Sunday, 16 April 2017
Live Science Tries to Explain the Ten Plagues of Egypt "Scientifically", and Fails
Easter is the season when sceptics try to cast doubt on the reliability of the Bible.
One of their strategies is to explain away the miraculous in the Bible, but often their brave new theories lack substance.
Jesus’ death is their favourite, but they also have naturalistic versions of other events, such as Saint Paul’s conversion, which according to their view was caused by a meteor.
This time Live Science attempts to give a scientific explanation for each of the 10 plagues described in the Old Testament book of Exodus:
The 1st plague, blood, was probably caused by a red algae bloom colouring the Nile red.
The 2nd plague, frogs, is not so special as frogs tend to drop from the sky every now and then.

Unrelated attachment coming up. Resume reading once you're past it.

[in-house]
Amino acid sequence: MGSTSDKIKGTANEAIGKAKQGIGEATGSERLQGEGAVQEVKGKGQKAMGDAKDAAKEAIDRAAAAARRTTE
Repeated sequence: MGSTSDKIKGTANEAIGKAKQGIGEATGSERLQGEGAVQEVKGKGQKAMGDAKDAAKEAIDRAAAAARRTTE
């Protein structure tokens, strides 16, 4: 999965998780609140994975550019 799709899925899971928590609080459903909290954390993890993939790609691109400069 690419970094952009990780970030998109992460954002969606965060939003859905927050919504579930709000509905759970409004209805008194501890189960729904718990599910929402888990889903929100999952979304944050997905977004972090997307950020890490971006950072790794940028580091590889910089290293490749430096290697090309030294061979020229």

The 3rd plague, lice, might be associated with the bubonic plague.
The 4th plague, flies, might have been any wild animal, including some bigger ones, such as snakes, lions or bears.
The 5th plague, livestock disease, could have been caused by rinderpest.
The 6th plague, boils, could have been smallpox.
The 7th plague, hail, might have been caused by an eruption on the Greek island of Santorini.
The 8th plague, locusts, might be a consequence of the Santorini eruption.
However, according to some estimates the volcano on Santorini might have erupted 300 years before Moses' time.
The 9th plague, darkness, was could have been caused by a solar eclipse (which, however, never last for three days) or by ashes from the Santorini eruption.
The 10th plague, death of the firstborn, might have been caused by eating grain infected by the poisonous algae bloom.
But why would this only kill the firstborn, some of whom were still babies, and no one else?
For Live Science, the answer is not even blowin’ in the wind.
In 2010 the National Geographic Channel aired a programme that featured rather similar explanations.
It is probably needless to say that their solutions were not at all credible.
Live Science Staff. 2017. The Science of the 10 Plagues. Live Science (11 April).